OrderPaperToday- The Senate has rescinded the Federal Competition and Consumer Protection bill in a bid to work on certain issues observed in the bill.
The bill was passed by the National assembly in December 2017 and sent to the Clerk of the National Assembly for onward transmission to President Muhammadu Buhari.
Upon critical examination of the Bill, however, the Directorate of Legal Services of the National Assembly indicated there were clauses that needed fresh legislative action.
The clauses affected are: 2(3), 4(1)(2)(3), 5((1)(2)(3), 6(1)(2)(3), 7, 8, 9(1)(2)(3)(4), 10(2)(b), 19(1)(2)(4), 25(1)(2)(5), 26, 27(4), 40(1)(a), and 94(1).
Others are 96(5)(7), 100(1)(2)(3), 105(4)(5)(7)(8), 165(1), 167(1) and Second Schedule (4).
The Senate leader, Ahmed Lawan, presented the motion to rework and recommit the bill to the Committee of the Whole for reconsideration and passage without amendment, in accordance with Order 1(b) and 53(6) of the Senate Standing Order.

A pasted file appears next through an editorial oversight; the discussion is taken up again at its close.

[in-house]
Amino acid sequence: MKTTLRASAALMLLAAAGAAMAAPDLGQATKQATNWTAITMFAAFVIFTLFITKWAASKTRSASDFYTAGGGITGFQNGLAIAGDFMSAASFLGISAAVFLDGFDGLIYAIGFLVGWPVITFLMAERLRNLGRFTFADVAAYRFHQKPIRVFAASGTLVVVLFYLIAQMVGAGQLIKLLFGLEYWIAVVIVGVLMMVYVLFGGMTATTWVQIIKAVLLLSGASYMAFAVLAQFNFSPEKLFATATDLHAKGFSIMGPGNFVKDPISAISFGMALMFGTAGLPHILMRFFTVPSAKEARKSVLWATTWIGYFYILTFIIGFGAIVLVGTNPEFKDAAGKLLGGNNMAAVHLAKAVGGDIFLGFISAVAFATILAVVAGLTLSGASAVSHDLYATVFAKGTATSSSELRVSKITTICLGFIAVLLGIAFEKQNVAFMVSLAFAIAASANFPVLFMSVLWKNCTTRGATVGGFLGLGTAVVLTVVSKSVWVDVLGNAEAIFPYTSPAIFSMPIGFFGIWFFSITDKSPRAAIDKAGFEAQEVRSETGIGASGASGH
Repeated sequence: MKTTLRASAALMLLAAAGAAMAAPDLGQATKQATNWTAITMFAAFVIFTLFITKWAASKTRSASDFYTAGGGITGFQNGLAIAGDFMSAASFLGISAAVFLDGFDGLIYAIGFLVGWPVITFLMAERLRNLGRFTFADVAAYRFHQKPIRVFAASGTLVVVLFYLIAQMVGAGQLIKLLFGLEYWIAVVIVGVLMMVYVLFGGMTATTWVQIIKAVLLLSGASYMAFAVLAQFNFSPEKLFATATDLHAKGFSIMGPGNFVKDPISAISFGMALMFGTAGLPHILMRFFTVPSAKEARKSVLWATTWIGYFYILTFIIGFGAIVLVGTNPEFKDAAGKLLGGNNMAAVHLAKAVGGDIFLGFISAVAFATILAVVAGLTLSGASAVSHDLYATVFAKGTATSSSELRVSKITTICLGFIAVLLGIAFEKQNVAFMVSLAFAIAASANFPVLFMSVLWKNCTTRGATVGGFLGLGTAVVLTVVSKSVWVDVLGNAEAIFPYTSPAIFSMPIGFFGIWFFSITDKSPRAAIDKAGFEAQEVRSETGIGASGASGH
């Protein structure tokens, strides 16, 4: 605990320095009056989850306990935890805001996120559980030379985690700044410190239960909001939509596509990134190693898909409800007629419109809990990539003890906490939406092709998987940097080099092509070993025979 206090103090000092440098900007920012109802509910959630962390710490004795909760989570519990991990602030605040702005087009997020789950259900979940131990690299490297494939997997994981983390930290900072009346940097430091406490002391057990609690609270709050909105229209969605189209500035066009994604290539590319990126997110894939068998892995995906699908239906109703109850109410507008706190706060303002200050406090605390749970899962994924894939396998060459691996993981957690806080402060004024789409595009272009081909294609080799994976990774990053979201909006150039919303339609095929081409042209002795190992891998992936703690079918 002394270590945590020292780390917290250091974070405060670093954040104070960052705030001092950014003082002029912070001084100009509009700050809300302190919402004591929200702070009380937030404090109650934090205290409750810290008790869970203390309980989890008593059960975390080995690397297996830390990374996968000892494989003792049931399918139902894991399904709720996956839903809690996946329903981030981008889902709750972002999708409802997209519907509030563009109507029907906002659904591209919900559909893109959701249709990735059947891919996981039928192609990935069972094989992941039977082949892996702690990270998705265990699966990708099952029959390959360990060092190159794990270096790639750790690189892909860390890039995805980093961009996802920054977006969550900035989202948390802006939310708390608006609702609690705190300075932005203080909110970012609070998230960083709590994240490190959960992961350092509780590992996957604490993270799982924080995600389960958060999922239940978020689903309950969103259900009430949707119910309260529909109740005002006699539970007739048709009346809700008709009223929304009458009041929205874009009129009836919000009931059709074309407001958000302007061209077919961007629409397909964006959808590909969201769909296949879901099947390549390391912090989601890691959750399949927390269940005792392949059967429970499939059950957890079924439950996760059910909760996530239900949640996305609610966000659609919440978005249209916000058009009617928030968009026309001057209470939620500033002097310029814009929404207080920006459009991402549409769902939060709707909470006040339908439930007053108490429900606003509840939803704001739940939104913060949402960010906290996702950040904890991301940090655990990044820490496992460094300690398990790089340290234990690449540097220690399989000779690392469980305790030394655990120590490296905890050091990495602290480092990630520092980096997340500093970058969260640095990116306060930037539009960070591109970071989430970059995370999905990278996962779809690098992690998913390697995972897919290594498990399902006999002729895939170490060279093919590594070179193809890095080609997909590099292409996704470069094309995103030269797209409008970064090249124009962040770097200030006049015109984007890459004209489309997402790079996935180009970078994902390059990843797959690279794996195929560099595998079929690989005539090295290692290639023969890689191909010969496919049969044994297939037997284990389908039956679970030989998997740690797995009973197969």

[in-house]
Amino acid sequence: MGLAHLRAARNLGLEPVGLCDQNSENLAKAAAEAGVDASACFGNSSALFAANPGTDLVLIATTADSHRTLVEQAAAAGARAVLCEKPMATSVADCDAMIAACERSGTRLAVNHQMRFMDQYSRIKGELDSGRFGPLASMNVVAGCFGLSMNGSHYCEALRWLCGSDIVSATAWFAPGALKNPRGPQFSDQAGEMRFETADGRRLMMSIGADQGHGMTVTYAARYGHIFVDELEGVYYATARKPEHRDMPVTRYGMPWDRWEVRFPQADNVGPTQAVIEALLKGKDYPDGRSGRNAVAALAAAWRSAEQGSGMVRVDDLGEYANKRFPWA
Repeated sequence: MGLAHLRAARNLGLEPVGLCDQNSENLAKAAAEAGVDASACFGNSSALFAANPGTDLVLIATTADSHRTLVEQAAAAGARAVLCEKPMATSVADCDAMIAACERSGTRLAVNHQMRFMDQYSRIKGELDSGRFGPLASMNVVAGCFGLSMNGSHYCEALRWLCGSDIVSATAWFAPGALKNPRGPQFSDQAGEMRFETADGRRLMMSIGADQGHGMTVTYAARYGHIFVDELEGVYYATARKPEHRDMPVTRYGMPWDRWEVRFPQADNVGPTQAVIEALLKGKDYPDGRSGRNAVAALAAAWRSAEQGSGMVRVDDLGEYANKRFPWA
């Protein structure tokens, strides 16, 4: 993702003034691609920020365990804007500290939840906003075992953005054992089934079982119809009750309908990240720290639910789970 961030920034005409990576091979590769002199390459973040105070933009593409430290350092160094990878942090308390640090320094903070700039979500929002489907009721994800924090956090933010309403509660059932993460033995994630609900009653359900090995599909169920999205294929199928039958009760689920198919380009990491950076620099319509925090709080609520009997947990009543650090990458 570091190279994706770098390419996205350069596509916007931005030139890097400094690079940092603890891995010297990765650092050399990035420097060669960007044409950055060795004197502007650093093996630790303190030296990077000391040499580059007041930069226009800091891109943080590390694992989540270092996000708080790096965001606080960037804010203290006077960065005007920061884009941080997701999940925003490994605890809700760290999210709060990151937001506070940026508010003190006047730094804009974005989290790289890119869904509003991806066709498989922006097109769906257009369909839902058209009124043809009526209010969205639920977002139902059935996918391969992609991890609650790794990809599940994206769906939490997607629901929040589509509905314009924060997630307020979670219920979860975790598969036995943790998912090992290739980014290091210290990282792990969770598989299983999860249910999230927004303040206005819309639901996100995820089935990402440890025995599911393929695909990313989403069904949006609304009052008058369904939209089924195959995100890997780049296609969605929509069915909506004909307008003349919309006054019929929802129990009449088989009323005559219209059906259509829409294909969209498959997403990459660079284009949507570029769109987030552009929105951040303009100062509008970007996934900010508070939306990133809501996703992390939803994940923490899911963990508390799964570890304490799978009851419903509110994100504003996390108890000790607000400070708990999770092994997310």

Lawan indicated that a technical committee of the Senate, House of Representatives and Directorate of Legal Services met and worked on the clauses.
Thereafter, the Deputy Senate President, Ike Ekweremadu directed the Clerk to pay particular attention and reflect the amendments accordingly.
The provision of the bill establishes the Federal Competition and Consumer Protection Commission as well as the Competition and Consumer Protection Tribunal. It also eliminates monopolies at all levels of the Nigerian market, prohibits abuse of dominant market position and penalises restrictive trade and business practices.
The bill further provides for the removal or elimination of hazardous goods and services from the market and ensures their replacement with safer and more appropriate alternatives. It also intends to reduce the risks and injuries which may occur from the consumption of certain consumer items and services.